When doctors have trouble with EHR use, they can always approach the vendor for help to learn the system and fix workflow issues. But that comes at considerable cost, Gilboard said. While the Massachusetts REC recently met its goal of signing up 2,500 physicians, thousands more in the state could benefit from services it offers for free or at reduced rates by enrolling, she added.
Physicians who either can't type or flat-out refuse to learn to type, Gilboard conceded, will have a difficult time transitioning from paper workflows to EHR systems.
"A lot of physicians who can't type may have people in their office who can type," she said. "There's no question that you need to have a certain degree of knowing your way around a keyboard and a mouse. Or, you take a course. Take one online, at night, at home. No one has to know you don't know how to type."
Speech recognition, training can help EHR implementation
Mavis Beacon typing courses were exactly the prescription that a few of the 300 physicians at the Fallon Clinic needed to cure their EHR implementation ills, said medical director of informatics Dr. Larry Garber, who oversaw the rollout in 2009. Some physicians who couldn't type also opted to learn speech recognition software, which did take some effort to master.
Still others, Garber said, had problems reading small print onscreen; Fallon provided big-screen monitors for them. Beyond that, one-on-one assistance with customizing the EHR system -- such as setting software preferences and documentation tools -- helped get physicians up to speed in their clinical workflows.
The situation of the physician who quit practicing over EHRs was probably "quite preventable," Garber said. The keys to helping physicians who are having a hard time getting the hang of an electronic workflow at Fallon included listening to the physicians describe their specific problems and then tailoring a solution to their particular issues.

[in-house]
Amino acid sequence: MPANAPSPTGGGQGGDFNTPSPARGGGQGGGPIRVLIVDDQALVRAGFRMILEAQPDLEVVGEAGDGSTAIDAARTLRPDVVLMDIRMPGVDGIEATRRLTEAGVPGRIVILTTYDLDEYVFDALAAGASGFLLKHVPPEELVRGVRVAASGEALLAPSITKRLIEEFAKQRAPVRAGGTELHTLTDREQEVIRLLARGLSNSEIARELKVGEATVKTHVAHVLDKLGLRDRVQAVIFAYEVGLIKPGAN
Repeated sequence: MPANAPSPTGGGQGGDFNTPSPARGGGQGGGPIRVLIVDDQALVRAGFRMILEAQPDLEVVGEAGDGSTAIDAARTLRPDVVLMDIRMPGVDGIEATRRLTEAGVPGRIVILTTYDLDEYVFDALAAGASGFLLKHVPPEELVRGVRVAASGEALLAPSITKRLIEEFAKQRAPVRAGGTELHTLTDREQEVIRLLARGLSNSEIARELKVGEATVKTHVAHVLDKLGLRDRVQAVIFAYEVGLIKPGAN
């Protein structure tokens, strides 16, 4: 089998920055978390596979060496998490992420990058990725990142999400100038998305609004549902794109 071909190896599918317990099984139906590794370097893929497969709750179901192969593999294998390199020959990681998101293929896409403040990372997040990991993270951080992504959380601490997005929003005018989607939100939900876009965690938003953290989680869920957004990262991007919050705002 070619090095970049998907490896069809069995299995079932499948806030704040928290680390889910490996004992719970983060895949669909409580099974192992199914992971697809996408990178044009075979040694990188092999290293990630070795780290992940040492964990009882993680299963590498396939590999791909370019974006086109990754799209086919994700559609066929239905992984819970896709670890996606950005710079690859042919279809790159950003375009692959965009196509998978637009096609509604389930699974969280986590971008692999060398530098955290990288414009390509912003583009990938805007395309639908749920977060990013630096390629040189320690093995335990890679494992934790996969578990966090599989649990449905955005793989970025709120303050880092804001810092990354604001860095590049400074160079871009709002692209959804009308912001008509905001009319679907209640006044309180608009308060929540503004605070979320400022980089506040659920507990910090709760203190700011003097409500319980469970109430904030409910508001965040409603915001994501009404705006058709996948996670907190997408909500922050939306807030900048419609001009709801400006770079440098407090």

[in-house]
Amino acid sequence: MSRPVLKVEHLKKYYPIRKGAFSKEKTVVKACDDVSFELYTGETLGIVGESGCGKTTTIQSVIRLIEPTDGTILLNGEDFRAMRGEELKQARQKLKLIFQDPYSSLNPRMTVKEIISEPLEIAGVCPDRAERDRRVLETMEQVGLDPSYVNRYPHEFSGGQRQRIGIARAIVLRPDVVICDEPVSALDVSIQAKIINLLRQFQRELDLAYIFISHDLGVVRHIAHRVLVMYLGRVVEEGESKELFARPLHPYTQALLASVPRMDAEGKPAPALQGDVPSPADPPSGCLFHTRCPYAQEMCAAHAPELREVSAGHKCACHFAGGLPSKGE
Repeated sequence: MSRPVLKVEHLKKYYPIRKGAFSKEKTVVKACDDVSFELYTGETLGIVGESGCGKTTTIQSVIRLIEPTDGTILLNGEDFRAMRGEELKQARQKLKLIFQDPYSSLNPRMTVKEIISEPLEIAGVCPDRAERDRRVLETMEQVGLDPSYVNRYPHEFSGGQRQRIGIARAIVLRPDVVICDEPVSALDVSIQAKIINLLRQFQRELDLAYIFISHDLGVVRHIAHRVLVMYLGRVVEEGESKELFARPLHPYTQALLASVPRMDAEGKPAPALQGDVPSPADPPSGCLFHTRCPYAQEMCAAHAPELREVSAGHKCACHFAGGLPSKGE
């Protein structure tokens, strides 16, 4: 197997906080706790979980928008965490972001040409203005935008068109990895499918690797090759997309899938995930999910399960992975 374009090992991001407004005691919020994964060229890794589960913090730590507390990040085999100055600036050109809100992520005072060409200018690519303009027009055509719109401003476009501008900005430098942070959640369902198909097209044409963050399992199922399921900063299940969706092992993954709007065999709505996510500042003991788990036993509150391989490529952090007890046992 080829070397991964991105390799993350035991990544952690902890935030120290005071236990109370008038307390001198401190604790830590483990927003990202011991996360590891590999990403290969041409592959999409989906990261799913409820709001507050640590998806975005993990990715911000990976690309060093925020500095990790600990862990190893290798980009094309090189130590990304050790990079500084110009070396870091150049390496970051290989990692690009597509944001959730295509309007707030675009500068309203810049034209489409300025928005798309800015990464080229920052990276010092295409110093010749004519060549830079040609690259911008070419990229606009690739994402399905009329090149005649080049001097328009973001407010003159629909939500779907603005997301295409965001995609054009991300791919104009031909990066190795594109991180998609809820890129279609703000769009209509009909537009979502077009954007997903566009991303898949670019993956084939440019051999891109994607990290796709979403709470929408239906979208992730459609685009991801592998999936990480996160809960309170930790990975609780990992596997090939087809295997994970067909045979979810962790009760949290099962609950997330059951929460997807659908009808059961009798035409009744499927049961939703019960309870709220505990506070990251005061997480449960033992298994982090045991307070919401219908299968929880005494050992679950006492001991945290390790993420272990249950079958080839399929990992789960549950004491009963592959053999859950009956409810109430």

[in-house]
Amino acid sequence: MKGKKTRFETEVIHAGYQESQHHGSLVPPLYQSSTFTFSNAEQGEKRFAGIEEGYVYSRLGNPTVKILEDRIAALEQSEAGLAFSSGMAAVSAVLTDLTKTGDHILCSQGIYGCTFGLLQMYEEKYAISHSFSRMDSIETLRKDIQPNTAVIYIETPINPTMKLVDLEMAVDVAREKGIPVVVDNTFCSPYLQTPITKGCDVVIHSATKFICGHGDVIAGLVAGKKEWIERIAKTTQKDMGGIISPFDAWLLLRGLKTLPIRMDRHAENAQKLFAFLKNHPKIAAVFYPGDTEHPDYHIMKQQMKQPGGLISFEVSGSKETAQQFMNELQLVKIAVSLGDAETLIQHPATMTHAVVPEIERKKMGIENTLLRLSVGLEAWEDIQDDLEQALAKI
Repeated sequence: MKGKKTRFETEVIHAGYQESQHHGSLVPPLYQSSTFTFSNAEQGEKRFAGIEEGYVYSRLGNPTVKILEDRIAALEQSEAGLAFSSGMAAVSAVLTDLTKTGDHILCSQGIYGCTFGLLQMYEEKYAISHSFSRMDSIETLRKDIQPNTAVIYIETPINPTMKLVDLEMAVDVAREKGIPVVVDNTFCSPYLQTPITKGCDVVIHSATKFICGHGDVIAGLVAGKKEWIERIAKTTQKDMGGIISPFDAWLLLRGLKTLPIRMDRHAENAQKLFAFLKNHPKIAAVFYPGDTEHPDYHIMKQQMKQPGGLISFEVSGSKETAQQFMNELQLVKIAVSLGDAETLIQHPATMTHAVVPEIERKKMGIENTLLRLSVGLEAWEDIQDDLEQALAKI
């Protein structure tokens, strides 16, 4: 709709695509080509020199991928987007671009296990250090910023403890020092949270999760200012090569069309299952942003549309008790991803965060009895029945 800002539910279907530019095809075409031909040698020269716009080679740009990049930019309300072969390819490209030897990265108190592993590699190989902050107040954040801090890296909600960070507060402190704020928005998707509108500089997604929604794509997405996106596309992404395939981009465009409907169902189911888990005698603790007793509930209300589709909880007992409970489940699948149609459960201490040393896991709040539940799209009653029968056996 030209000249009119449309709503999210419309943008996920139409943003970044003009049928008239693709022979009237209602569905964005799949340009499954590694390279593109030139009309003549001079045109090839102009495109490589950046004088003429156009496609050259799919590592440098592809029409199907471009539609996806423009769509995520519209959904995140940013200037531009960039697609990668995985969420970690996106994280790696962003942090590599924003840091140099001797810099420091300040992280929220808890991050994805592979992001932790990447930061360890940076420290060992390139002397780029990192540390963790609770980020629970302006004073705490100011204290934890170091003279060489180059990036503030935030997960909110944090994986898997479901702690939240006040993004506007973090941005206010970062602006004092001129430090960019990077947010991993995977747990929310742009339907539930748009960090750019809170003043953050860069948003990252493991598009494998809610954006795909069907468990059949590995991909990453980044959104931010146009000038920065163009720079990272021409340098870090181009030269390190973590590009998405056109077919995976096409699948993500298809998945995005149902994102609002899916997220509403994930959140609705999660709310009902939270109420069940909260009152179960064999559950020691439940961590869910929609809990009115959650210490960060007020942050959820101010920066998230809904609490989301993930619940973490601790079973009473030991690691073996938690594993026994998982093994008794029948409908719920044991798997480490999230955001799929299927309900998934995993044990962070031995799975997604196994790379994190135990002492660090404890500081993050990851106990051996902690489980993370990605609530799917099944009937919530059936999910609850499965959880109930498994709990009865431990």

"Every physician is different; some do have specific needs," Garber said. "Most of the complaints that we got turned out to be things that we could make better. In other words, they weren't people whining -- they were intelligent people recognizing things that should be done a better way, more efficiently."
iPad, simpler EHR implementation coming
None of the experts interviewed for this article had heard of a physician giving up completely because of a failed transition to an EHR system. Some have sought help through RECs. Some have joined large groups and let the corporation handle the EHR implementation.
Kibbe has advised a few older physicians to just hold on to paper until they wrap up their careers. In the same breath, he added, he tells these older physicians to at least try to get their feet wet with paperless processes by making a small component of their practices electronic, such as setting up an e-prescribing system.
By the time meaningful use rules are fully in effect in 2015, Kibbe expects EHR systems to be simpler and less expensive, resembling familiar Internet applications such as Flickr, Facebook and Expedia. EHR vendors are driving this trend by hiring physicians to design their software in more intuitive ways; in turn, that will help complete health care's transition from paper.
"We're now starting to get residents coming out of programs in family medicine, internal medicine, pediatrics, and so forth who have never used a paper chart -- in other words, a whole generation of physicians who are ready to use these systems," Kibbe said. "When you combine those things with the federal government's complete redesign of what electronic health records should do, it makes me think that by 2015 most doctors will be using EHRs in their practices and won't think much about it."
Touchscreen tablets such as the Apple Inc. iPad and its Android brethren may ease the transition for physicians having trouble with EHR use, both Kibbe and Gilboard said. Internet connectivity makes it easier to look up drug data and other traditionally time-consuming tasks on those devices. Both also said smartphones have great potential to improve patient care.
But even if these don't, Kibbe said efforts should be made to prevent family physicians from quitting, even though they might have missed the information age.
"I don't think people like that should be run out of medicine," Kibbe said. "I think he should find a place where he can do his thing and not have to [quit]."
Let us know what you think about the story; email Don Fluckinger, Features Writer.